The Telegraph
Since 1st March, 1999
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Gulf, Europe trail in forged passport bust

Two Bangladeshi nationals, Mohammad Rafiqul Islam and Mohammad Mahatabuddin, were arrested in Maniktala late on Monday. The duo was accused of forging passports and arranging illegal visas for a trip to the US.

Sleuths stormed the Bidhan Nivas apartment to find ultra-violet lamps, laminators, three personal computers with Internet telephony, voter-identity cards, some photographs and their Indian and Bangladeshi passports.

Sources said initial investigations revealed that Islam and Mahatabuddin were part of a larger network, stretching to the Gulf and Europe. Interrogations revealed their links with ‘point-men’ in Karachi, Lahore, Sharjah, Copenhagen and some other European cities.

Last week, the two had applied for US visas to TTS Services, a private agency appointed by the consulate to scrutinise applications. Police found the passports accompanying the applications were “forged’’. The address of the two applicants turned out to be different from the one on the visa application form.

Police kept a watch on Bidhan Nivas, the address in the passports of the two applicants, before storming the apartment on Monday night.

“We have reason to believe that they have links with terrorist organisations. The ministry of home affairs has alerted Interpol and security agencies are currently cross-checking their antecedents,’’ an official said.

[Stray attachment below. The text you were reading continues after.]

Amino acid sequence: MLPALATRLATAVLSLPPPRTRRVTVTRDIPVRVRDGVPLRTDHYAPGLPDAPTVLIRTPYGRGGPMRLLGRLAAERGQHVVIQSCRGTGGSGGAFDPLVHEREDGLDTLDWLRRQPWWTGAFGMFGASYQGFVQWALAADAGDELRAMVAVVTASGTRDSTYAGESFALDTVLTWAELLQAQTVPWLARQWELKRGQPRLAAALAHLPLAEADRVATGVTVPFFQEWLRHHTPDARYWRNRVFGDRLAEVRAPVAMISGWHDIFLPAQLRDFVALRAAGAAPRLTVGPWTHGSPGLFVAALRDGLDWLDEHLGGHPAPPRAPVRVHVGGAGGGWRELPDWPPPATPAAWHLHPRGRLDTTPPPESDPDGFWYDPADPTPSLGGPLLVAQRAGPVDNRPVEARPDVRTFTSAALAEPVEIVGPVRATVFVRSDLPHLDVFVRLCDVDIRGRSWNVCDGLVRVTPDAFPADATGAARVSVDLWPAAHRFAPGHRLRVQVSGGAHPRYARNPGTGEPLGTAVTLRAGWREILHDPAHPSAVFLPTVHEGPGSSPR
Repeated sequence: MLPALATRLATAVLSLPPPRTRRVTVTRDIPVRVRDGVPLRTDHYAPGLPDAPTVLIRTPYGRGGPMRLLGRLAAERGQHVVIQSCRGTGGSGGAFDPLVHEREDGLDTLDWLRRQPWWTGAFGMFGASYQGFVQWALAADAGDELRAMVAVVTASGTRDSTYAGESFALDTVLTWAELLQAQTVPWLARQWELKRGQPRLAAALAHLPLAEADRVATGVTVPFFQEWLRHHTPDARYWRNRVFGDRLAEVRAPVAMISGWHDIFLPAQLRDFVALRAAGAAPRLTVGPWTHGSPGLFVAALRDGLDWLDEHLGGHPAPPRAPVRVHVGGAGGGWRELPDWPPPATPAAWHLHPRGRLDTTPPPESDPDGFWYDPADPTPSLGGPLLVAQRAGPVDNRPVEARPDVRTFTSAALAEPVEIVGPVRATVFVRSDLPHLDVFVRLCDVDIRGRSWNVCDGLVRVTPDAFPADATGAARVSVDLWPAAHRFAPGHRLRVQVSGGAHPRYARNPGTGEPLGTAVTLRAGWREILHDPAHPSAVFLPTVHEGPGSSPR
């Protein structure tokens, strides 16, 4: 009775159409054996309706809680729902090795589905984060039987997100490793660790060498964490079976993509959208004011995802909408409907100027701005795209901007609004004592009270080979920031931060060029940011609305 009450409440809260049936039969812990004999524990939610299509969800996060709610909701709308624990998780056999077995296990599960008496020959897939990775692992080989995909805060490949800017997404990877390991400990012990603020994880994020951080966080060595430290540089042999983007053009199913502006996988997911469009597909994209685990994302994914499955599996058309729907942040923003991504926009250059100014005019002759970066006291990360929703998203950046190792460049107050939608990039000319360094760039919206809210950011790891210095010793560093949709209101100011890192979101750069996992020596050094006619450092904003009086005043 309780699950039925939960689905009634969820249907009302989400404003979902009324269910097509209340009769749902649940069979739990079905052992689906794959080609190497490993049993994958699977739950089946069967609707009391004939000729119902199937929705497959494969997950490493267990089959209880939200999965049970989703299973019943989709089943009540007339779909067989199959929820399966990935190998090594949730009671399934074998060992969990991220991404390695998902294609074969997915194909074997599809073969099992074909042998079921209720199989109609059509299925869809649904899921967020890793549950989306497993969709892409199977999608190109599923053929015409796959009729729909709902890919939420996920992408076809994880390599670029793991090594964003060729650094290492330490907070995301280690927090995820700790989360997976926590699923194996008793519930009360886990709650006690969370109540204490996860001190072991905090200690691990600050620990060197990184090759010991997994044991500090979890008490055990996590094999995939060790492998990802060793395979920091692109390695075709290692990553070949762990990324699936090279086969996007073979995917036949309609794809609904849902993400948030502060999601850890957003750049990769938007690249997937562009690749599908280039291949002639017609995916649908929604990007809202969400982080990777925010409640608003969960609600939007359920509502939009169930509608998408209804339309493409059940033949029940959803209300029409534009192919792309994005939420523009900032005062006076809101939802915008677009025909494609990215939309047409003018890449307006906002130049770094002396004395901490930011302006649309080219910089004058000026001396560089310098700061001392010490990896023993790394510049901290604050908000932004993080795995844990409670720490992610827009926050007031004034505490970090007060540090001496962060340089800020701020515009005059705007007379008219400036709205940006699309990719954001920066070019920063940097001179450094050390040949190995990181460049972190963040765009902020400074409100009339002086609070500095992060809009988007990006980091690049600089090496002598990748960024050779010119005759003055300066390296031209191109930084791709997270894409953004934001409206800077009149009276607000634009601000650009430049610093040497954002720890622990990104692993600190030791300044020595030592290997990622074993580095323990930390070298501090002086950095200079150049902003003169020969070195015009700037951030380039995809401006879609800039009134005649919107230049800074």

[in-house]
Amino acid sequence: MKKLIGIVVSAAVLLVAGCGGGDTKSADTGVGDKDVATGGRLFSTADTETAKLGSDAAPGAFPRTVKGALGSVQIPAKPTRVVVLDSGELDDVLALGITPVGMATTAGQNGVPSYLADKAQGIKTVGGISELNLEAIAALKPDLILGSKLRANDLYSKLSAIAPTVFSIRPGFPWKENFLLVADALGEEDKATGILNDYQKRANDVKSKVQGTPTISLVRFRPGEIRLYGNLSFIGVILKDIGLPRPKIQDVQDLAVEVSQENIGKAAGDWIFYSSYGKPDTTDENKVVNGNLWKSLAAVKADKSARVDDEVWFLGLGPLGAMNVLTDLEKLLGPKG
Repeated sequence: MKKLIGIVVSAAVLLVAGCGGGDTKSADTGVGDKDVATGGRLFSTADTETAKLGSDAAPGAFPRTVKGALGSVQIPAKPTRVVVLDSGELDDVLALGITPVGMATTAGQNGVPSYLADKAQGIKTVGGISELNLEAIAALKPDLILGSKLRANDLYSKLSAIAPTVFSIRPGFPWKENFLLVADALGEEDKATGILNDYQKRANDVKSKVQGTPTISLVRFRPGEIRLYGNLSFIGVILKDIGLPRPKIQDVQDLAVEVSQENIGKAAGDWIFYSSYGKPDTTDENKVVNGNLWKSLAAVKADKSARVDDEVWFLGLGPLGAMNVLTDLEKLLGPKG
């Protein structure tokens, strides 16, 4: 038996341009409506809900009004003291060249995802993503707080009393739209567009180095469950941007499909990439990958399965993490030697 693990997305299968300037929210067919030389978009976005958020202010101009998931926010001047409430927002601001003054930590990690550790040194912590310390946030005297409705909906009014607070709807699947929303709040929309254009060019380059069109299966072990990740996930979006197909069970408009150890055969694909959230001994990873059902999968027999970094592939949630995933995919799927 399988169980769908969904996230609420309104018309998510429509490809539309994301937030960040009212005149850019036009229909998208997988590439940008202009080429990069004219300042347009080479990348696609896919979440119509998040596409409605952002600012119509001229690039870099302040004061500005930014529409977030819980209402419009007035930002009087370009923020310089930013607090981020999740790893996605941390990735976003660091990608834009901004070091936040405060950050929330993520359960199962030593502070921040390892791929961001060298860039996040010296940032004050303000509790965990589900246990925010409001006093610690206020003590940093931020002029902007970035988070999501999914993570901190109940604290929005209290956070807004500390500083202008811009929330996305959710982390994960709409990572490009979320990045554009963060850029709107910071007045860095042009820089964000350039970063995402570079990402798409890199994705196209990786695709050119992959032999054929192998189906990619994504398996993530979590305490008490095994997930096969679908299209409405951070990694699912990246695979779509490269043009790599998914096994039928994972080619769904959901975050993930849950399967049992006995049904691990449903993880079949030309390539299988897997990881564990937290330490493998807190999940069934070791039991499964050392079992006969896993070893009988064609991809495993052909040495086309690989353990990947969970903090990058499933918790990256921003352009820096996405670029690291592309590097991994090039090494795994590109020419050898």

According to the police, Islam and Mahatabuddin sneaked into the country about a month ago and rented various apartments in Calcutta, before setting up base in Maniktala. The owner of the Bidhan Nivas apartment block, from where the two were picked up, is absconding, Maniktala police said.

Deputy commissioner of police, headquarters, Sivaji Ghosh said the two were produced in court and remanded in police custody for seven days.

Hospital impasse ends

The closure cloud hovering over Peerless Hospital and B.K. Roy Research Centre for the past five days has lifted, with 140-odd employees abandoning their agitation early on Tuesday.

Housekeeping, cleaning and security personnel, on a “go-slow” since last Thursday to protest the hospital management’s refusal to hike wages, cleared the garbage, cleaned the toilets and changed soiled bedsheets before dawn.

“We were all pleasantly surprised to see them back at work, as several rounds of talks had failed to break the deadlock,” said vice-president (marketing and administration) Rupak Barua. Later in the day, senior members of the management met to discuss a long-lasting solution.

It was learnt that the Citu leadership intervened and asked the hospital union members to call off the agitation. A spokesperson for the union, however, maintained on Tuesday that work had never been affected, as “there was no agitation on the hospital premises”.

With a large section of the staff all but striking work, the hospital authorities had decided to stop admissions and start discharging patients on Tuesday. But the crisis was averted. “We registered 30 admissions on Tuesday. Although it is less compared with other days, normalcy has been restored,” said Barua.

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